Mediterranean hunter-gatherers also ate fish

Biomolecular analyses of the bones of eleven prehistoric individuals found at the ancient Spanish cemetery El Collado show, contrary to popular belief, that fish was consumed in large quantities in the Mesolithic Mediterranean. The study, published in the journal Proceedings of the Royal Society B, was coordinated by an international team of researchers, in which Sapienza University took part

Compared to the Atlantic and the Baltic, the Mediterranean Sea was not the primary source of sustenance for the Mesolithic population, according to studies conducted so far on the paleo diet of the ancient inhabitants.

New international research carried out by Maria Fontanals-Coll and Oliver E. Craig of the Department of Archaeology at the University of York, in collaboration with, among others, the Department of Environmental Biology of Sapienza University of Rome, shows instead that individuals living on the Mediterranean coast may have relied on aquatic resources as early as 9,500 years ago, during the Mesolithic period. The work, published in the journal Proceedings of the Royal Society B, was funded by the Marie Skłodowska-Curie European project NEOMEDIS and the ERC ANCESTORS funds, of which Mary Anne Tafuri of Sapienza University is the representative.

Researchers analysed the isotopic compositions of amino acids extracted from the bones of eleven human individuals from the ancient Mesolithic cemetery El Collado, near Valencia, Spain. This innovative biomolecular technique allows greater accuracy in discriminating between terrestrial and aquatic resources, which is crucial for assessing dietary changes associated with introducing domesticated plants and animals at the beginning of agriculture.

"For the second time," says researcher Silvia Soncin of the Department of Environmental Biology of Sapienza University of Rome, "we show that the CSIA-AA methodology is beneficial for studying past eating habits, especially in the Mediterranean. In this context, the more classical stable isotope analysis of collagen is not conclusive enough to discriminate the contribution of fish, which is essential for understanding ancient economies. Thanks to CSIA-AA, we can now move forward".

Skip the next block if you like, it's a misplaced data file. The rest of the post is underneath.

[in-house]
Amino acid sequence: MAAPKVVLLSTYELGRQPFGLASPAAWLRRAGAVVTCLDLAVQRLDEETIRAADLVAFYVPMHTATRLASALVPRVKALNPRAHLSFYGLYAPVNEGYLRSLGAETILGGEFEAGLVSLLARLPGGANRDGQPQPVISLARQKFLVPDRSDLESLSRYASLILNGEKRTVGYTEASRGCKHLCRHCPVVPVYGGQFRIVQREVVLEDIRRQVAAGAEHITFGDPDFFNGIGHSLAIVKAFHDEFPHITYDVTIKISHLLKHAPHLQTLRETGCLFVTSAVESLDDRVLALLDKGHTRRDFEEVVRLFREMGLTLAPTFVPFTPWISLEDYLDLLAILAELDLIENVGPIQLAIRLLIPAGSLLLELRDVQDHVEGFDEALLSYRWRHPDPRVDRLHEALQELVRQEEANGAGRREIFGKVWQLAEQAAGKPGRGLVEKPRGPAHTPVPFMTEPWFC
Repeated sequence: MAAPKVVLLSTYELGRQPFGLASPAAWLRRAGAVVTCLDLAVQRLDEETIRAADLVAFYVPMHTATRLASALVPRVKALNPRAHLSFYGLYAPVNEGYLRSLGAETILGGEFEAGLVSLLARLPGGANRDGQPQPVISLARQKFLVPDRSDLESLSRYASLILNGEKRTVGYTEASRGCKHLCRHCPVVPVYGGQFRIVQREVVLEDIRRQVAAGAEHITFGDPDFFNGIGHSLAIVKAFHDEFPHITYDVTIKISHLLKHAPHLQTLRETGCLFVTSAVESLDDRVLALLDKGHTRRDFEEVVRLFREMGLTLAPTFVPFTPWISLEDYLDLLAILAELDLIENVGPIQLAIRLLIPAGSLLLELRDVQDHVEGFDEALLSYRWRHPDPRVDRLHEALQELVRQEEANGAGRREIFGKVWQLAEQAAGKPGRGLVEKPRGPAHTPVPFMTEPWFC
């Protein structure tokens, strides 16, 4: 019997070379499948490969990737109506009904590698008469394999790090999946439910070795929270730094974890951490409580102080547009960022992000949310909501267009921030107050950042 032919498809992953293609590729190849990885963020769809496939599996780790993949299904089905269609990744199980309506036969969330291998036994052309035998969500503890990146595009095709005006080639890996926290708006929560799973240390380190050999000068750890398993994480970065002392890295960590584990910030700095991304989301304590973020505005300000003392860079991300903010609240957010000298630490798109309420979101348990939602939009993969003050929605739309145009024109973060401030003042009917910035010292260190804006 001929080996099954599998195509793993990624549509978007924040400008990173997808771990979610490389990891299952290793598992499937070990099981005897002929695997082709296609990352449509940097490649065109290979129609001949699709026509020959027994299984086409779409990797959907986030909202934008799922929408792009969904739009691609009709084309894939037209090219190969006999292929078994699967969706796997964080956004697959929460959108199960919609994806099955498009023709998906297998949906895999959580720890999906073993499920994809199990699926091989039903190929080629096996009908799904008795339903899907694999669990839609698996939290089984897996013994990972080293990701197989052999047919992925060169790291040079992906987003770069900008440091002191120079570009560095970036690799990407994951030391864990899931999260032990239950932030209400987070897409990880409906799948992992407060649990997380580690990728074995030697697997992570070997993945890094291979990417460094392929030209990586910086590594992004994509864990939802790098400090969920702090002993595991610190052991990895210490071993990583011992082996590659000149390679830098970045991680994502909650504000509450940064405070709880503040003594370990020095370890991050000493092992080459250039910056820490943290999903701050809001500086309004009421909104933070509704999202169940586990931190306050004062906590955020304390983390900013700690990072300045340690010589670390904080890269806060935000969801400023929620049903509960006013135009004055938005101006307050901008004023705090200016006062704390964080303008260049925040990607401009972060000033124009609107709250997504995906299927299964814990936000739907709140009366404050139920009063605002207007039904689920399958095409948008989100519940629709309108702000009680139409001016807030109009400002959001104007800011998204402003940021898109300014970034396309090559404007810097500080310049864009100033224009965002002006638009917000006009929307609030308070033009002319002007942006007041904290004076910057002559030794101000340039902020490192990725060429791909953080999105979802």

The results challenge the traditional view that for prehistoric hunter-gatherers, the fishing industry was scarcely productive compared to their Atlantic counterparts, showing instead that these individuals who lived around 9,500 and 8,500 years ago had a strongly coastal-oriented economy that included a considerable amount of aquatic resources, such as brackish water fish and crustaceans.

In addition, they allow a more accurate reconstruction of the paleo diet and part of the geographical environment and ecosystem of hominids. The direction is to arrive at a knowledge of the eating habits of prehistoric individuals such that they can be quantitatively compared with those of modern populations, where the nutritional and health implications are already well explored.



Stable isotope analyses of amino acids reveal the importance of aquatic resources to Mediterranean coastal hunter–gatherers - Maria Fontanals-Coll, Silvia Soncin, Helen M. Talbot, Matthew von Tersch, Juan F. Gibaja, André C. Colonese and Oliver E. Craig - Proc. R. Soc. B 290:20221330.

Further Information

Silvia Soncin 
Department of Environmental Biology 

Tuesday, 07 March 2023

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